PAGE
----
Sometimes, and for me, quite often, I have to do things wrong before I can do them right. This is a gross understatement. Anyway, my first attempt at making arepas was successful, and my family loved them, but it wasn’t what I was looking for. I kept remembering a thick, yellow corn tortilla that I once had in Panama for breakfast. It was crispy, lightly salted, and soft on the inside. And it was served with a sweet café con leche, oh my.
After having a conversation with my sister Jane (via text!) while making a couple of different versions, she mentioned how she remembered them being grilled in butter. Well, darn it if everything isn’t just a lot better grilled in butter. So today, when I got home from running errands, I whipped up another batch, just the way I wanted to, with wild abandon. Nobody was home.
Let me tell you, I was not careful. I was in a hurry. My kitchen was a mess because I had been making yogurt and straining it, and my counter was full of stuff. I threw some ingredients in a bowl, in the way I imagined these things should taste. I even let the butter almost burn before grilling them, and they came out perfectly.
Here is what you’ll need – yellow precooked cornmeal flour (Masarepa, or P.A.N.) that you can find at your local Latin American grocery store, water, salt, cheese, and perhaps some spices.
Here’s what I did: I put one cup of the cornmeal flour in a glass bowl, added a pinch of salt, and about a half cup of grated cheese… you can use any kind you like. I actually used Trader Joe’s Mexican Style Cheese Blend, even though it’s just queso fresco in the picture above. I mixed it up with my hand, and poured in a cup of cool water and a little bit more. So maybe one cup plus two tablespoons.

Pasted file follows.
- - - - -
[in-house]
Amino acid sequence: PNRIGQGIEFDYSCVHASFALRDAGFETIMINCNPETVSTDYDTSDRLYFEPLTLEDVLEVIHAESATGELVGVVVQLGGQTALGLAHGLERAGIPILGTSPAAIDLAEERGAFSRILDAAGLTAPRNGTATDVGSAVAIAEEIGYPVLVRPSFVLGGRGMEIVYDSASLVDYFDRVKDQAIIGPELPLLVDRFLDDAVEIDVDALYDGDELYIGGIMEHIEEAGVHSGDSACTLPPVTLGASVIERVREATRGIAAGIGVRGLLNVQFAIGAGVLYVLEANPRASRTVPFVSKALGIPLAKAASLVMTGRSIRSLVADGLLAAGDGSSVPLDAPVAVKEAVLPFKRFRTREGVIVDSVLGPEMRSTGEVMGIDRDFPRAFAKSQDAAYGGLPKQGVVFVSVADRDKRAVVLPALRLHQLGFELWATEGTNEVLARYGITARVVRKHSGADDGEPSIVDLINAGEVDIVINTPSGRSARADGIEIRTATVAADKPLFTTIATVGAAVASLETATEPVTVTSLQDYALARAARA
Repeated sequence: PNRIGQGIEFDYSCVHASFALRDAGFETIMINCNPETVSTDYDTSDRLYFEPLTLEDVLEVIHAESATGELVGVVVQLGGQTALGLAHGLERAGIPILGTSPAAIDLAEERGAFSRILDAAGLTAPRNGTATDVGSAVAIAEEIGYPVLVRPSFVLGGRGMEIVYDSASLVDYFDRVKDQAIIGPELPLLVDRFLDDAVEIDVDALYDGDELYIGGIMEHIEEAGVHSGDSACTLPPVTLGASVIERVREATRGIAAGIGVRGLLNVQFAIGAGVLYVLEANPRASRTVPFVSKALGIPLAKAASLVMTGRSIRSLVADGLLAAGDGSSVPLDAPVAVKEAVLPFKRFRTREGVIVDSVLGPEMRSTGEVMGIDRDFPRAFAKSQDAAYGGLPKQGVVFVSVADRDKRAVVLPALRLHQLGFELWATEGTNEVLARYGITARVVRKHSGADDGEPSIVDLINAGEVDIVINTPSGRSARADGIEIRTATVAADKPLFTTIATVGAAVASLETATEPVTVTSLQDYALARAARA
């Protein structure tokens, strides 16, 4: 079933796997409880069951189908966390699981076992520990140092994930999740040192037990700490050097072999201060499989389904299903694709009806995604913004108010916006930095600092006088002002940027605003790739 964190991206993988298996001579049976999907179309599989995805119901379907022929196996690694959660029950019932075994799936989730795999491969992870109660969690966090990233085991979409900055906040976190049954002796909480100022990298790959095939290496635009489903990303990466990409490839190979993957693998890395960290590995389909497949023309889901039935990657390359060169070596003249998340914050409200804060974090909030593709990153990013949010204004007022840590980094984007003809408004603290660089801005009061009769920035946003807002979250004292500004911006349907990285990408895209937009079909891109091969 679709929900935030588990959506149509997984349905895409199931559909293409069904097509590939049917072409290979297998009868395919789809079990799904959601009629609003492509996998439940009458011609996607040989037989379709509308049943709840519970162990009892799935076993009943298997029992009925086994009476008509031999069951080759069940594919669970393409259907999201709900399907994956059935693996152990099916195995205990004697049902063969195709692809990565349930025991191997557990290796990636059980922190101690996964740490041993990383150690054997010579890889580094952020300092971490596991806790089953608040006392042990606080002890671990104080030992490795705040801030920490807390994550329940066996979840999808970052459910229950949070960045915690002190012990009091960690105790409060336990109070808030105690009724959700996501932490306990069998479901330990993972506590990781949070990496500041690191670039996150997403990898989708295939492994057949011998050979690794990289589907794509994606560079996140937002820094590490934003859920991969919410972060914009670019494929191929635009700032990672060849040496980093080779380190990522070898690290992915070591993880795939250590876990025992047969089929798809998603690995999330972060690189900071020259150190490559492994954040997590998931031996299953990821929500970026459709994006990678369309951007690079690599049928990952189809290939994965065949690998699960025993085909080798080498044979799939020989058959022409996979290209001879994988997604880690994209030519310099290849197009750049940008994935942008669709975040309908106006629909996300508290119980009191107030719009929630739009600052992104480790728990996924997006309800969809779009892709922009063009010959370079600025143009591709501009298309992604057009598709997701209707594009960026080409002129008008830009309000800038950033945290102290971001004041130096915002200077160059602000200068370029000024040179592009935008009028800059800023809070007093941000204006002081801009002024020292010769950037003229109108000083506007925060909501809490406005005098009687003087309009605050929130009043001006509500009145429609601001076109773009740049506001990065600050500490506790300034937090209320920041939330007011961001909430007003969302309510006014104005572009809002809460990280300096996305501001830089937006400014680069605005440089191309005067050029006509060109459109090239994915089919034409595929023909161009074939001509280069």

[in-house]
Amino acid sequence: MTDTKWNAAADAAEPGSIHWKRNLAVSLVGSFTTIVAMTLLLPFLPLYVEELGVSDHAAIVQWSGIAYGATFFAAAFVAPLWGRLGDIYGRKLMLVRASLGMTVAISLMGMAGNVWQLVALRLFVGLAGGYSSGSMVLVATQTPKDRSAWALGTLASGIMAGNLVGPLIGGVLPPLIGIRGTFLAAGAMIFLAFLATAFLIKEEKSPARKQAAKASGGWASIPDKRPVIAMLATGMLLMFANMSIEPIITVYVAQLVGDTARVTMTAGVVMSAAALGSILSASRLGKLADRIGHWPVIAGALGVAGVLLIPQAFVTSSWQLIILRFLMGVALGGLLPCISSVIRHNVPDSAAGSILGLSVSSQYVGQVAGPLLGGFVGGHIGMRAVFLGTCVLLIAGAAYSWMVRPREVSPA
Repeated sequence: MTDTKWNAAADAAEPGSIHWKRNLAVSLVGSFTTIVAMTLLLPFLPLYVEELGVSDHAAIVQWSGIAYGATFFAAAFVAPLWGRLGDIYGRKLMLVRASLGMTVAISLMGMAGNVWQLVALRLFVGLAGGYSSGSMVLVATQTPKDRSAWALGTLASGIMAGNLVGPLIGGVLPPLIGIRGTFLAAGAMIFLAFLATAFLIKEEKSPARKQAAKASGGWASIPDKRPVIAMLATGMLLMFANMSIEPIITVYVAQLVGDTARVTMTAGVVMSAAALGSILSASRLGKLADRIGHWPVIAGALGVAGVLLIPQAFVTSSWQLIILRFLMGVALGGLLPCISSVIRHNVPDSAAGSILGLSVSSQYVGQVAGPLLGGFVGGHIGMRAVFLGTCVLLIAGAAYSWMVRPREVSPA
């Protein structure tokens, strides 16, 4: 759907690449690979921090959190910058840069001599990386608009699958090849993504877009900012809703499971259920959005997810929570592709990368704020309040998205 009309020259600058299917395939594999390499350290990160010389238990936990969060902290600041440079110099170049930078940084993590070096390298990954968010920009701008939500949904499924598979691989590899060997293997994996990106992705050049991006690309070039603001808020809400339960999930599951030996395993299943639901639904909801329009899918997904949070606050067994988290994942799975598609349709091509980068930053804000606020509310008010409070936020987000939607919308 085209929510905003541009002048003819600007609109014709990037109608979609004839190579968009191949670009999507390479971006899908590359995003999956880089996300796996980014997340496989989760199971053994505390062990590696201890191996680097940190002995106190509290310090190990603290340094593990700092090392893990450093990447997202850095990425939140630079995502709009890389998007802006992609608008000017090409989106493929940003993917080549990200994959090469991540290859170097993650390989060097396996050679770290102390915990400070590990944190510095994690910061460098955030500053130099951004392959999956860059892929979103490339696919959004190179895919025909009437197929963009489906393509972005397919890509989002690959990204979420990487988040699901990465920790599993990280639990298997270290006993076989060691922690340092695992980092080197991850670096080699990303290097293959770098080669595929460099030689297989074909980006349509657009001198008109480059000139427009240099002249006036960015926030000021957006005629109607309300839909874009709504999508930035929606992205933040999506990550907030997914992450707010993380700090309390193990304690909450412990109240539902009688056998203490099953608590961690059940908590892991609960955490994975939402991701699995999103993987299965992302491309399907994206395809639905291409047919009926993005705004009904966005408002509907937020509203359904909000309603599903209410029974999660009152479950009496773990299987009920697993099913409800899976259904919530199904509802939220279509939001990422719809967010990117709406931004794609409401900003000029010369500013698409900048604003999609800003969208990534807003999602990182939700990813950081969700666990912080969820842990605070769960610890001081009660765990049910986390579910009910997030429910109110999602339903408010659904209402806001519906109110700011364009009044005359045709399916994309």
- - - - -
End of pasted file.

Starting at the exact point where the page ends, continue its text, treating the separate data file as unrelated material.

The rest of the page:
I then mixed it up really well with my hand, kneading it and squishing it through my fingers (sorry, but it’s true) so that it was nice and smooth. The dough was very wet, but it started to firm up pretty quickly.
Then I added a dash of cumin and a dash of oregano, because I felt like it.
I then did a bit more kneading and squishing. Like I said, the dough was wet, but firming up quickly. I put some butter in a nonstick skillet and heated it up on medium high heat, which took a few minutes. Which was perfect, because the dough needed just a few minutes to sit and firm up. When the butter started browning, I panicked and quickly made golf-ball sized balls of dough, flattened them to about 1/2 inch, and put them in the skillet, thinking I had blown it because of the butter turning brown. Sizzle sizzle. But when I flipped them after about three minutes, I was so happy to see how beautiful they looked!
This was exactly what I was going for! And they not only looked like the arepa that I had in Panama, but they also looked like the arepa that I had recently had in Oregon. Really, butter solves so many problems. But if you are vegan, you can skip the cheese and fry in oil, and I think they would still be delish.
After flipping, I cooked them for another 2 to 3 minutes, and then put them on a plate with a paper towel. When I finished making the second batch, while the pan was still good and hot, I made a couple of scrambled eggs for my lunch. Now, this whole process probably took less than 15 minutes. LESS THAN 15 MINUTES. I served the eggs with an arepa, topped with roasted tomato salsa and greek-style yogurt. Heaven.
I then had to have a couple more arepas, to make sure they really were exactly how I wanted them to be. And they were.
Yellow Cornmeal Arepas
- 1 cup Precooked Yellow Cornmeal flour (Masarepa or P.A.N.)
- Dash salt
- Pinch of Oregano
- Pinch of Cumin
- 1/2 cup shredded cheese of your choice
- 1 cup plus 2 Tablespoons water
- Butter for the pan (salted is fine)
Mix all the ingredients well, kneading with your hand (just use one hand, you’ll need the other hand to be clean!).
Put a goodly amount (1 Tablespoon?) of butter in a skillet over medium high heat.
When skillet is hot and butter is sizzling, make golf-ball sized balls of dough, flatten them to about 1/2 inch, and fry them in the butter, about 3 minutes on the first side, and about 2 minutes on the second side. Or if you prefer to not risk burning them, you can heat the pan on medium heat, and fry them for 5 minutes each side. They will still come out golden and crispy, with no hint of burn.
Makes 8 or 9 arepas.